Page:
Alicia’s best weapon against a prying public remains the ferocity with which she, and the show itself, guards her private life, a strategy that deserves note in a postfemininst media culture wherein the women’s confessional seems her only recourse with which to meet public speculation.6 Instead, the show patently refuses to answer the questions its subject matter inevitably prompts, repeatedly refraining from divulging how Alicia really feels about her husband’s affair, what kind of marriage they had prior to it, whether she still loves Peter, and to what extent she seriously considered or is considering leaving him. The early episode “Stripped,” for instance, closes on the image of Alicia crawling into bed to listen to her husband’s sex tapes, but withholds their content as the screen fades to black. Such a strategy forces audiences to look through Alicia’s eyes at the sensationalistic news stories that accompany the revelation of the scandal, but more importantly, has the unexpected virtue granting her a private space in which to do so. By maintaining an ethos of quiet refusal, The Good Wife suggests that the problematics of desire, the sustainability of monogamy, and the capacity for forgiveness are open questions, inquiries that remain present, difficult, and uncomfortable.
That the show is well aware of this strategy has also been alluded to repeatedly in character dialogue. When Kalinda (Archie Panjabi), the law firm’s investigator, asks Alicia in the pilot episode how she could stand by her husband at the press conference, Alicia notes that she too used to judge women who behaved similarly, and yet that when it happened to her, she was “unprepared.” Likewise, in the episode “Mock,” Alicia initiates a conversation with her children in order to clear the lines of communication between them. When, however, she is asked pointedly by her daughter about her relationship with Will, Alicia cuts her short by saying “that’s all I intend to share right now.” Rather than offer trite explanations for female psychology, the show resolutely insists on privacy for its female characters, particularly with respect to their sexual lives. Alicia questions Kalinda outright in “Hybristophilia” if she is gay (a speculation that has circulated all season, and has been answered only in the vague suggestion in recent episodes that Kalinda is bisexual) and Kalinda refuses to answer. “I’m private,” she says. Finally, when law partner Diane Lockhart (Christine Baranski) consummates her long flirtation with ballistics expert and sparring partner Kurt McVeigh (Gary Cole)—a duo that straddles political affiliations and has drawn comparison to the real life Mary Matalin/James Carville romance—in “Doubt” the encounter takes place entirely off camera, to the point that viewers were not aware the liaison actually happened until evidence of it comes out in court the next day.
In kissing and not telling, The Good Wife might be lauded for its work on female sexuality, and particularly its admission that desire often obeys a logic of its own, one that America’s Calvinist notions of life-long monogamy deliberately ignore. Peter’s arrival home from jail coincides with increasing sexual tension between Alicia and her boss Will, and Alicia shares a forbidden kiss with Will in the office in “Heart,” and comes home and unexpectedly initiates passionate sex with her husband.
Such narratives suggest that sexual beings are entitled to their personal proclivities, renegade acts, and subtle intimacies. As Ellen Willis wrote in regard to the Clinton scandal, in a statement that is still applicable today, “while sexual secrecy has broken down, sexual privacy has yet to be achieved”7 The Good Wife seems to be making strides in that direction, for when it come to its female character’s intimate lives, the show appears willing—for the moment anyway—to maintain their privacy and keep their secrets.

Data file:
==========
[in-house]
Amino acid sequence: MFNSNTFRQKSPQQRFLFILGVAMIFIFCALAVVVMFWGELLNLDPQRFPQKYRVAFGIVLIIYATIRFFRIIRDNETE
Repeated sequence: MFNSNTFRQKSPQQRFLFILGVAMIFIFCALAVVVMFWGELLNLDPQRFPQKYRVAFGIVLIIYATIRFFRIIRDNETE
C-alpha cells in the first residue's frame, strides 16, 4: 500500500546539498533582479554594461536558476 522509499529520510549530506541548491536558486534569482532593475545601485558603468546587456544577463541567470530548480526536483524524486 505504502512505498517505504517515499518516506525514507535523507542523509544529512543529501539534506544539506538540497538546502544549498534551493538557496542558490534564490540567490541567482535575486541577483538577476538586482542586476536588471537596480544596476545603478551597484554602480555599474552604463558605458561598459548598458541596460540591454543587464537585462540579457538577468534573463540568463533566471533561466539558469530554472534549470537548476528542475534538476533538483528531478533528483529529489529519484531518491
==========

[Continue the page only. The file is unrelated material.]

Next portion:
1. The Good Wife Promotional Poster
2. Press coverage of Sandra Bullock, Jenny Sanford, and Elizabeth Edwards
3. The Good Wife’s pilot episode
4. Peter Florrick’s questionable religious conversion on The Good Wife
5. Alicia and Kalinda talk on The Good Wife
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- See David Andrews’ “Tiger, Tiger, Burning Bright!” Flow TV 11.12 (2010). http://flowtv.org/2010/04/tiger-tiger-burning-brightdavid-l-andrews-university-of-maryland/ [↩]
- Though a far less common occurrence, the alleged infidelity of a female politician was raised with regard to South Carolina gubernatorial candidate Nikki Haley in late May, when two men came forward and said they had had affairs with the married mother of two. Though Haley still won the Republican gubernatorial primary on June 8, 2010, in an ironic twist, she was running for seat vacated by the infamous adulterer Mark Sanford, who also endorsed her candidacy. [↩]
- Noth, already well known to audiences as Sex and the City’s “Mr. Big,” reprises his spectral persona on The Good Wife. An incarcerated afterthought for the majority of the first season, Noth’s intermittent presence serves as an intertextual reference to Sex and the City where he also engaged in adulterous behavior. [↩]
- The show recalls real-life wives Elizabeth Edwards and Jenny Sanford who have written the terms of their own celebrity in response to their implied victimization. Jenny Sanford, now ex-wife of South Carolina governor husband Mark Sanford, released a memoir in February 2010 bitingly titled, Staying True. [↩]
- Michael Warner, The Trouble with Normal: Sex, Politics, and the Ethics of Queer Life. Cambridge: Harvard University Press, 1999, 15. [↩]
- For a reading of a similar strategy of female inscrutability on Nurse Jackie, see Janani Subramanian, A Bitter Pill: Nurse Jackie and a Discourse of Discontent. Flow TV 12.01 (2010). http://flowtv.org/2010/06/a-bitter-pill-nurse-jackie. [↩]
- Ellen Willis, “Tis Pity He’s a Whore”, Our Monica, Ourselves: The Clinton Affair and the National Interest. Ed. Lisa Duggan and Lauren Berlant. New York: NYU Press, 2001. 240. [↩]